New iso. Which of course also means that we finally get our now far better stable code into the hands of the more casual users. This will ultimately be a good thing and presumably, if it all lines up, we carry on as before: ie value add in Rockstor code update frequency for the subscribers. But with a far better introduction to the project for our then new installers as they will then get to run the now far more developed recent code.
Inevitably much improved, especially for the installer. Our current outdated CentOS installer has kernel 3.18 and is a ‘job’ to update. OpenSUSE’s image build tools are fairly fantastic and far ranging so new iso’s should in the future be more common and varied in option (possibly). I’m also hoping to move to a system disk image transfer type install option as a default (much work to be done on this as of yet) as there is then almost zero room for an ‘incorrect’ or incompatible install and should open up Rockstor to a lot more people and make re-installing a far faster and easier affair.
Hardware alterations (different system disk if used) carry with them inevitable risk. But as the Rockstor code itself will be unchanged (as far as we can make it work that way) the risk should be minimal, especially if the above advise is observed (ie disconnecting data drives entirely). And if one uses a different system disk for the openSUSE install then if it doesn’t work our right away (teething problems) then one can simply revert to booting from the prior CentOS based Rockstor install which shouldn’t pick up from where it left off. Hence the recommendation to use a new system disk for this new OS based Rockstor install, which to be clear doesn’t as yet exist; but I’d like for it to and addressing these questions is a priority as it is likely only to come to fruition via the continued support of the stable channel subscribers such as yourselves.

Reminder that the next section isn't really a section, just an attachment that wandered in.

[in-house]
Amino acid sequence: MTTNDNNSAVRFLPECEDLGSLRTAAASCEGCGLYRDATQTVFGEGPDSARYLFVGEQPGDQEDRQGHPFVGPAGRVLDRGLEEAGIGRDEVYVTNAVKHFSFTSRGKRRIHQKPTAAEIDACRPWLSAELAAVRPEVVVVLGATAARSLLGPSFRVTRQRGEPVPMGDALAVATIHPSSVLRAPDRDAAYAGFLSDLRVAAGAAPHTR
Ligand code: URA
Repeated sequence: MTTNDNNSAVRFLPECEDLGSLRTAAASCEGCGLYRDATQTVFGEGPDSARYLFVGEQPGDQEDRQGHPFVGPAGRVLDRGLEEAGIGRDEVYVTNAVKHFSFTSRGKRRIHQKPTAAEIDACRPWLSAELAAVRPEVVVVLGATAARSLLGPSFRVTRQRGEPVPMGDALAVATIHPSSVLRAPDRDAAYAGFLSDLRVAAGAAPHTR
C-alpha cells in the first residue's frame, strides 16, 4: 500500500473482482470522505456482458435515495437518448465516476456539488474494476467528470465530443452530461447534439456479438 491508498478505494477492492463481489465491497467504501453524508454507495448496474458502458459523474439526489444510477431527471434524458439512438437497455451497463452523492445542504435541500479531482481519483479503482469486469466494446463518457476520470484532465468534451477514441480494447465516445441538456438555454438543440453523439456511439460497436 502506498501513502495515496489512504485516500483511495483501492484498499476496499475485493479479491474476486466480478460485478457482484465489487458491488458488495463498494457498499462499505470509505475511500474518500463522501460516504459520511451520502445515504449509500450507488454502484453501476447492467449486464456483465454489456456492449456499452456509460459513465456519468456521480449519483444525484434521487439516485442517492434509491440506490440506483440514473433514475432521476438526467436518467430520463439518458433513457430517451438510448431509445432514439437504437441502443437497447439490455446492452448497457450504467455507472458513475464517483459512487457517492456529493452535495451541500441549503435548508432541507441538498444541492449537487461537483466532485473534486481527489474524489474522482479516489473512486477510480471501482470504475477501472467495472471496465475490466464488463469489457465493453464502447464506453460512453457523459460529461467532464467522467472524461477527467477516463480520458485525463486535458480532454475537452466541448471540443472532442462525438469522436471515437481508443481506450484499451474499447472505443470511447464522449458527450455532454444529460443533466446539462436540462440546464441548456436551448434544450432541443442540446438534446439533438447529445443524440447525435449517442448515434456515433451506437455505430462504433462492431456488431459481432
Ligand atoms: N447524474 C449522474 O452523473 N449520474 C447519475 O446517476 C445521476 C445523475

Only in the same case as we currently have where the motherboard in question has a non unique product_uuid.
There are still many details to work out but where there is a will I am hoping there is a way.
Any ‘would be’ code contributors / debuggers might like to take a look at our current (master branch) configuration save and restore mechanisms as they will, during this transition, receive quite a work out, so it would obviously be best if we do what we can to address their bugs / short falls prior to this move. None of that code is distribution specific, working mainly at the database save and restore level, so if any changes work on our current CentOS base they should also work equally well on our proposed future OS base of openSUSE.
The rockstor-core code is licenced under versions of GPLv2 or later. Our various and numerous rockstor-jslibs and the like have their own particular licences but are all never the less open source. The subscription system is not a licence grant of any sort, just an attempt to achieve a sustainable development model for Rockstor by way of a value add exchange. Although the Update Channels Testing Channel section is, at least for the time being, currently out of date, the intro/history and Stable Channel sections remain accurate bar the reversal of update frequency of course. We also have no contributor licence agreement which is important to some, including me.
Thanks for your pertinent questions and I hope this helps to ally any worries on the stable channel subscription plans. At least initially this looks to be the way to proceed but ideas, as well as donations, are welcome as many open source projects such as ourselves struggle to achieve sustainability while simultaneously making on-going efforts to supply a need.